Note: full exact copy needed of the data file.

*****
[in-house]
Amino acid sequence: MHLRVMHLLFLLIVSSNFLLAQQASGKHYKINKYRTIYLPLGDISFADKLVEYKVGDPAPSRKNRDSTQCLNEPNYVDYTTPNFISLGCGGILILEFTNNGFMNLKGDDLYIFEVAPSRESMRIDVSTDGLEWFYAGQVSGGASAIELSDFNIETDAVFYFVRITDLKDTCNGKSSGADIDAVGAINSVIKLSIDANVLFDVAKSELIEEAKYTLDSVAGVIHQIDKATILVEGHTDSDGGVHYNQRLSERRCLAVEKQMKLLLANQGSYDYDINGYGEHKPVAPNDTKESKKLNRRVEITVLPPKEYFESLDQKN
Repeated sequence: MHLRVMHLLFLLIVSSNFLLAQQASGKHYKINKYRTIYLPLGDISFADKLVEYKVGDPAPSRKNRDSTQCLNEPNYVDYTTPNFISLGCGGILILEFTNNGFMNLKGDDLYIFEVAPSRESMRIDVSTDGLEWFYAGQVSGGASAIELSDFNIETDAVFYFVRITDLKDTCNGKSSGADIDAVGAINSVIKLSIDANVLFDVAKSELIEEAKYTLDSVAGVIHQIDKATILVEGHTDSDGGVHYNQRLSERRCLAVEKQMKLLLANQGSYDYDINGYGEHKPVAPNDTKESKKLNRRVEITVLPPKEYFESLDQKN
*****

[in-house]
Amino acid sequence: MHLRVMHLLFLLIVSSNFLLAQQASGKHYKINKYRTIYLPLGDISFADKLVEYKVGDPAPSRKNRDSTQCLNEPNYVDYTTPNFISLGCGGILILEFTNNGFMNLKGDDLYIFEVAPSRESMRIDVSTDGLEWFYAGQVSGGASAIELSDFNIETDAVFYFVRITDLKDTCNGKSSGADIDAVGAINSVIKLSIDANVLFDVAKSELIEEAKYTLDSVAGVIHQIDKATILVEGHTDSDGGVHYNQRLSERRCLAVEKQMKLLLANQGSYDYDINGYGEHKPVAPNDTKESKKLNRRVEITVLPPKEYFESLDQKN
Repeated sequence: MHLRVMHLLFLLIVSSNFLLAQQASGKHYKINKYRTIYLPLGDISFADKLVEYKVGDPAPSRKNRDSTQCLNEPNYVDYTTPNFISLGCGGILILEFTNNGFMNLKGDDLYIFEVAPSRESMRIDVSTDGLEWFYAGQVSGGASAIELSDFNIETDAVFYFVRITDLKDTCNGKSSGADIDAVGAINSVIKLSIDANVLFDVAKSELIEEAKYTLDSVAGVIHQIDKATILVEGHTDSDGGVHYNQRLSERRCLAVEKQMKLLLANQGSYDYDINGYGEHKPVAPNDTKESKKLNRRVEITVLPPKEYFESLDQKN